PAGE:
Thursday, December 17, 2020

Thinking about January, a List Inspired by Shetland, Orkney, and Points North

A short list I promise. I did consider an entire list devoted to Shetland Knitting (lace and Fair Isle) books, there have been some good ones this year and January/February have to be the best months for hibernating with some yarn but knitting isn't everything (though seriously it's a hobby I've found that's really helped my mental health generally for it's combination of creativity and usefulness).

As it is I'm just going to recommend the Shetland Wool Week Annual 2020 and the Shetland Wool Adventure Journal for knitting inspiration. Both offer patterns suitable for every knitting level from beginner to expert. They're things I actually want to make which isn't guaranteed, especially in beginner books, and they offer a lot more on top. Recipes, articles, book reviews, beautiful photography, and something of a sense of community. They're both well worth the money (about £20 each plus postage and packing on top of that), support local jobs, and will keep a knitter busy over the winter. 

I don't re read books very often, but after lots of discussion about Christmas favourites recently I keep thinking about George Mackay Brown's short stories and have pulled a handful of them off the shelf (along with Northern Lights so I can read again about the rotten day out he had with my dad - everybody else enjoyed it, but not Brown). Winter is the traditional time to gather and tell stories, something that Brown would have been very mindful of, and there's something about his mix of nostalgia and slight melancholy that feels right for this time of year - even when he's writing about summer. 

From there I started thinking about David Thomson's 'The People of the Sea' now a smart Canongate Canon. This is a collection of Celtic tales of the sea folk - selkies, which are also an Orkney and Shetland tradition too. Reading 'Hag' is the other thing that put me in mind of this book as one of the more famous Selkie stories is retold in it.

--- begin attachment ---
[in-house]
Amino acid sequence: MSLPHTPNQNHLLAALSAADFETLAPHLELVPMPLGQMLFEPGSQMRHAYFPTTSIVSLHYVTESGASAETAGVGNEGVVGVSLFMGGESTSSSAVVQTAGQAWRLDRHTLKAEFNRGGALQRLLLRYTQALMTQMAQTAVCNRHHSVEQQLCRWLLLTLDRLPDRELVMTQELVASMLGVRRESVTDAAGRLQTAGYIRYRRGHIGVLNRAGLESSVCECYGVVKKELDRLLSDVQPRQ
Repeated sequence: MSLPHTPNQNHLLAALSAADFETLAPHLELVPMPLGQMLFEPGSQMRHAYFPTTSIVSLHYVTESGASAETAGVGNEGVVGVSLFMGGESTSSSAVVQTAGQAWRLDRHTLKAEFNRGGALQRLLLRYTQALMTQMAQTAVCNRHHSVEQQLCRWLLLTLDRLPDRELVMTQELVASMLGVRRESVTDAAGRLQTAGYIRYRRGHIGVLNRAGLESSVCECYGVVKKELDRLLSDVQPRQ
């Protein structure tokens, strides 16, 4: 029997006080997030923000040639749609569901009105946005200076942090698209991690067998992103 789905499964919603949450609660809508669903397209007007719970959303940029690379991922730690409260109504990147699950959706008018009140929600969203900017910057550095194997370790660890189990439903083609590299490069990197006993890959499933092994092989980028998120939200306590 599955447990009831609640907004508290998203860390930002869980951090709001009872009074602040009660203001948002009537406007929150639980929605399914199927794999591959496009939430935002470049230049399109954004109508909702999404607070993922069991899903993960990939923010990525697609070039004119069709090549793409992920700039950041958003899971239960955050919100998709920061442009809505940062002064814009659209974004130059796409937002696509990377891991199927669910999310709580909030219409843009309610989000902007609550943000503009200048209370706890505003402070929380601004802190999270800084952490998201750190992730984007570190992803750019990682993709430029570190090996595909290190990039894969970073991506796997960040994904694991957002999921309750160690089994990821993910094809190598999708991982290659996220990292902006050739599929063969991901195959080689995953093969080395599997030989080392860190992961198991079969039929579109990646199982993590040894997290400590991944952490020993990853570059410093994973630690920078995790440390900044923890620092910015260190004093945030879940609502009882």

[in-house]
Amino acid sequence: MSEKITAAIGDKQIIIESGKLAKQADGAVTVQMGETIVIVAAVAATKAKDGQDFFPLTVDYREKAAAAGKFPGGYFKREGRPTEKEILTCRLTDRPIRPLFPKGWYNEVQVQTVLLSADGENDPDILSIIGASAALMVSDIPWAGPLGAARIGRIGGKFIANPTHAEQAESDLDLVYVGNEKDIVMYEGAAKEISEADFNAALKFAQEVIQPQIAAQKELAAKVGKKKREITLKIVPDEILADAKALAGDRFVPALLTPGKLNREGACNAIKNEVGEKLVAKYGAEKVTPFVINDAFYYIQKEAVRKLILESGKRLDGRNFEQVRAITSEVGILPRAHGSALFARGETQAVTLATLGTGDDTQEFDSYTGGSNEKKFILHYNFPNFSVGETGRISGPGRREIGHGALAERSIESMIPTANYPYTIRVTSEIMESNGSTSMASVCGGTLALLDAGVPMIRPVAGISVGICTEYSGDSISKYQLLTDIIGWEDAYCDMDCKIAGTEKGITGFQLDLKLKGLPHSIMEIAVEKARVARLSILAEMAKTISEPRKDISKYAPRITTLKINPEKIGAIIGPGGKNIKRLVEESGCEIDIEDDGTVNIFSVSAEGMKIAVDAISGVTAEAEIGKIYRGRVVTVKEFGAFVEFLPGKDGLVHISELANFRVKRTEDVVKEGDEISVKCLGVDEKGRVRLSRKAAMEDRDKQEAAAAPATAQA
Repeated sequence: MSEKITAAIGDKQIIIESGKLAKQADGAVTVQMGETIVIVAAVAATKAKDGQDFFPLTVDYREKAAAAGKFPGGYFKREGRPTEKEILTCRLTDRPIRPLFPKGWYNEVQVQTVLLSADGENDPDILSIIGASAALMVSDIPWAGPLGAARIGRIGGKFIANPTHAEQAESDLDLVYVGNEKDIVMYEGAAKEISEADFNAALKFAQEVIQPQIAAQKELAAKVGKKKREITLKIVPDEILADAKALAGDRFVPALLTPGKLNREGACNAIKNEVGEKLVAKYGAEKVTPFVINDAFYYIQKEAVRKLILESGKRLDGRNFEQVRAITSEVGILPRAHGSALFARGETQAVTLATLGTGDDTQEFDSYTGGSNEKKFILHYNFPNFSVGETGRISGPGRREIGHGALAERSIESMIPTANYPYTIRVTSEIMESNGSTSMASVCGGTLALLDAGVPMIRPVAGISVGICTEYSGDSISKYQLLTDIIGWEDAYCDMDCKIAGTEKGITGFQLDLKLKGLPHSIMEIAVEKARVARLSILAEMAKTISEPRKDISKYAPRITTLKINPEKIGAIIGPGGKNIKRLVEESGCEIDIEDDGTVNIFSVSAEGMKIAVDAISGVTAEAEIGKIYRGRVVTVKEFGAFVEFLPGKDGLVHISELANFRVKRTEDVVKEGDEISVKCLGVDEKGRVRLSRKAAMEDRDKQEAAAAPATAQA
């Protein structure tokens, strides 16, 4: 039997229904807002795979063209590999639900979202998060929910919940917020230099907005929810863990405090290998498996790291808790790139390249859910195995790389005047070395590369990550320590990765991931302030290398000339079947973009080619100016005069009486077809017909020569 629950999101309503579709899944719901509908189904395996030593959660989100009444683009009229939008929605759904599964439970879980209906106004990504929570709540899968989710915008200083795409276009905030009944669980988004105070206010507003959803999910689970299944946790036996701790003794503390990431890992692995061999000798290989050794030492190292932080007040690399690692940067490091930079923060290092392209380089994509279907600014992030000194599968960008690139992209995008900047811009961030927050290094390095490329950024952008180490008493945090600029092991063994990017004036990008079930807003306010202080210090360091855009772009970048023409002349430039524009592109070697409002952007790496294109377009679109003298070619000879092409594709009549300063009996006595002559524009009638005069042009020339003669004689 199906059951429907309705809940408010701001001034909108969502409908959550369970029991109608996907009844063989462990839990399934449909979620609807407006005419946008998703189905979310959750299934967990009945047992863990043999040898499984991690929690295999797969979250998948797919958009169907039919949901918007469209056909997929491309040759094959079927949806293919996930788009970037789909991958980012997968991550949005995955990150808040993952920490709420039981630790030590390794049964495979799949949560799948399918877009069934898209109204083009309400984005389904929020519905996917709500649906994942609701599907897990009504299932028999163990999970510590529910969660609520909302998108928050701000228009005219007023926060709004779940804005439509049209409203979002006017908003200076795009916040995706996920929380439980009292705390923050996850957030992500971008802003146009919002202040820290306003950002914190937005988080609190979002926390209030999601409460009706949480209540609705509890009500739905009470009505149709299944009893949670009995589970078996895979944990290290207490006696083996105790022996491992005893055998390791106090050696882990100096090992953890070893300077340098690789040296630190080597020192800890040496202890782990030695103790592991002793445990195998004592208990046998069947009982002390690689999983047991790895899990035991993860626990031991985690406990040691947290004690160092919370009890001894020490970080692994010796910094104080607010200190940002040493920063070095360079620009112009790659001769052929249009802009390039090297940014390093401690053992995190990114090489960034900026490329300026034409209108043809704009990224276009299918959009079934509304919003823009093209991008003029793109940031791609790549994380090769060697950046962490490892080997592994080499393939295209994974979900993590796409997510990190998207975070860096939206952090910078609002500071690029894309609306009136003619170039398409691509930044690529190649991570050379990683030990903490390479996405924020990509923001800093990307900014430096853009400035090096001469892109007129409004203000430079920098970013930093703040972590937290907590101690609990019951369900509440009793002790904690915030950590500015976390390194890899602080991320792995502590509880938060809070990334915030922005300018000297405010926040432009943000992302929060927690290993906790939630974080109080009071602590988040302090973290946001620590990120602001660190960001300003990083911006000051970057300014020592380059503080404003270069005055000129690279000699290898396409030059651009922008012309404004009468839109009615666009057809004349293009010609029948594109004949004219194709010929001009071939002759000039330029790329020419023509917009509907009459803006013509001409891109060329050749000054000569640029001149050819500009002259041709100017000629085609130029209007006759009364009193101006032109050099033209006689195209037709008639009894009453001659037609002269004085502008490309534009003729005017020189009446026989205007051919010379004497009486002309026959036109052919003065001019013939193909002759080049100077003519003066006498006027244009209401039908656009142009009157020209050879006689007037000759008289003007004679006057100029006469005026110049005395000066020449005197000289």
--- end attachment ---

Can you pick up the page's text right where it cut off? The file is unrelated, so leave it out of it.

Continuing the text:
David Gange's 'The Frayed Atlantic Edge' came out in paperback this summer, and was the next obvious connection. This epic trip around  Britain and Ireland's western seaboard is full of tangents to explore in the way of further reading and big ideas. It's also a really enjoyable book to read, and a reminder, should we need it, that there are a lot of exciting things happening on what we think of as the edges. It might also change what you think of as the centre those edges circle as well.

When I read the premise for 'The Frayed Atlantic Edge' I thought doing that journey in a kayak was a little bit crazy - then I read Alec Crawford's 'Treasure Islands' this year. If you don't think maritime salvage is your sort of thing this might be the book to change your mind - it changed mine. It's a jaw dropping account of poor health and safety practices whilst diving on the wreck of a lifetime - and life on Foula in the process. I really loved this book and very much need to retrieve my copy from my partner before he considers it his own. 

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